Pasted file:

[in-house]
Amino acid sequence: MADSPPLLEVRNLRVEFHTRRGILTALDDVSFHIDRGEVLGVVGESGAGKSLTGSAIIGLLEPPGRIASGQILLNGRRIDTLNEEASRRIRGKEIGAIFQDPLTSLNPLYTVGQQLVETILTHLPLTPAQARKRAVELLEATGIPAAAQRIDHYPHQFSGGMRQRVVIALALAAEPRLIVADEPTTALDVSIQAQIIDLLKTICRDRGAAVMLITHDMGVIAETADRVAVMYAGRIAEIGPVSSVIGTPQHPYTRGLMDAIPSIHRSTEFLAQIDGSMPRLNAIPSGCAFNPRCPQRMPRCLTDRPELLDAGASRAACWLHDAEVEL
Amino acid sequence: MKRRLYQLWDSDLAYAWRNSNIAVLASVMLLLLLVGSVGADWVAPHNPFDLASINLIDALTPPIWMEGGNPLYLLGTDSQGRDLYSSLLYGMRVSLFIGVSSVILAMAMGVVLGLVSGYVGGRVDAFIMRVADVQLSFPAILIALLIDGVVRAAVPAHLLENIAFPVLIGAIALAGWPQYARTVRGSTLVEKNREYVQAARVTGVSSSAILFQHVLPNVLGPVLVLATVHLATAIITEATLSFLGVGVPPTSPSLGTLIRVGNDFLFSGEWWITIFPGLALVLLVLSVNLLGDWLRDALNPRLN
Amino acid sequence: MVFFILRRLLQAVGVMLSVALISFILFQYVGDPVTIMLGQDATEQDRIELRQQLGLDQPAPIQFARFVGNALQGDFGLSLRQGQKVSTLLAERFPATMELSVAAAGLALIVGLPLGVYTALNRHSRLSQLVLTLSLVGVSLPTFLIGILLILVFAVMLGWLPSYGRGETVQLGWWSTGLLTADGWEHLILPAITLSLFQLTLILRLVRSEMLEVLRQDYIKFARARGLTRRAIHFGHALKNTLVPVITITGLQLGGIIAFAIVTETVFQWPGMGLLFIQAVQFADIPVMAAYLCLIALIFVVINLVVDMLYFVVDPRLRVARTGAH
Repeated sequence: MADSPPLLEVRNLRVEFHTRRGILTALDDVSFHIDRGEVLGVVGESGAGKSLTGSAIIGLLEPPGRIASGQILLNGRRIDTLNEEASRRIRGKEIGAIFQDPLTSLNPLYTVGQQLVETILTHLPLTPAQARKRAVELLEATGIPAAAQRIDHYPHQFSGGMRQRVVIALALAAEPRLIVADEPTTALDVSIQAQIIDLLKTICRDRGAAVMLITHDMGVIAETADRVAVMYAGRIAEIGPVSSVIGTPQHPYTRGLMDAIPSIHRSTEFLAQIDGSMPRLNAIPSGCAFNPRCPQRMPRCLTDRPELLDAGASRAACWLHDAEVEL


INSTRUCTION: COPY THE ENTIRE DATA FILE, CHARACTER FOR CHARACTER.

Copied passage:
[in-house]
Amino acid sequence: MADSPPLLEVRNLRVEFHTRRGILTALDDVSFHIDRGEVLGVVGESGAGKSLTGSAIIGLLEPPGRIASGQILLNGRRIDTLNEEASRRIRGKEIGAIFQDPLTSLNPLYTVGQQLVETILTHLPLTPAQARKRAVELLEATGIPAAAQRIDHYPHQFSGGMRQRVVIALALAAEPRLIVADEPTTALDVSIQAQIIDLLKTICRDRGAAVMLITHDMGVIAETADRVAVMYAGRIAEIGPVSSVIGTPQHPYTRGLMDAIPSIHRSTEFLAQIDGSMPRLNAIPSGCAFNPRCPQRMPRCLTDRPELLDAGASRAACWLHDAEVEL
Amino acid sequence: MKRRLYQLWDSDLAYAWRNSNIAVLASVMLLLLLVGSVGADWVAPHNPFDLASINLIDALTPPIWMEGGNPLYLLGTDSQGRDLYSSLLYGMRVSLFIGVSSVILAMAMGVVLGLVSGYVGGRVDAFIMRVADVQLSFPAILIALLIDGVVRAAVPAHLLENIAFPVLIGAIALAGWPQYARTVRGSTLVEKNREYVQAARVTGVSSSAILFQHVLPNVLGPVLVLATVHLATAIITEATLSFLGVGVPPTSPSLGTLIRVGNDFLFSGEWWITIFPGLALVLLVLSVNLLGDWLRDALNPRLN
Amino acid sequence: MVFFILRRLLQAVGVMLSVALISFILFQYVGDPVTIMLGQDATEQDRIELRQQLGLDQPAPIQFARFVGNALQGDFGLSLRQGQKVSTLLAERFPATMELSVAAAGLALIVGLPLGVYTALNRHSRLSQLVLTLSLVGVSLPTFLIGILLILVFAVMLGWLPSYGRGETVQLGWWSTGLLTADGWEHLILPAITLSLFQLTLILRLVRSEMLEVLRQDYIKFARARGLTRRAIHFGHALKNTLVPVITITGLQLGGIIAFAIVTETVFQWPGMGLLFIQAVQFADIPVMAAYLCLIALIFVVINLVVDMLYFVVDPRLRVARTGAH
Repeated sequence: MADSPPLLEVRNLRVEFHTRRGILTALDDVSFHIDRGEVLGVVGESGAGKSLTGSAIIGLLEPPGRIASGQILLNGRRIDTLNEEASRRIRGKEIGAIFQDPLTSLNPLYTVGQQLVETILTHLPLTPAQARKRAVELLEATGIPAAAQRIDHYPHQFSGGMRQRVVIALALAAEPRLIVADEPTTALDVSIQAQIIDLLKTICRDRGAAVMLITHDMGVIAETADRVAVMYAGRIAEIGPVSSVIGTPQHPYTRGLMDAIPSIHRSTEFLAQIDGSMPRLNAIPSGCAFNPRCPQRMPRCLTDRPELLDAGASRAACWLHDAEVEL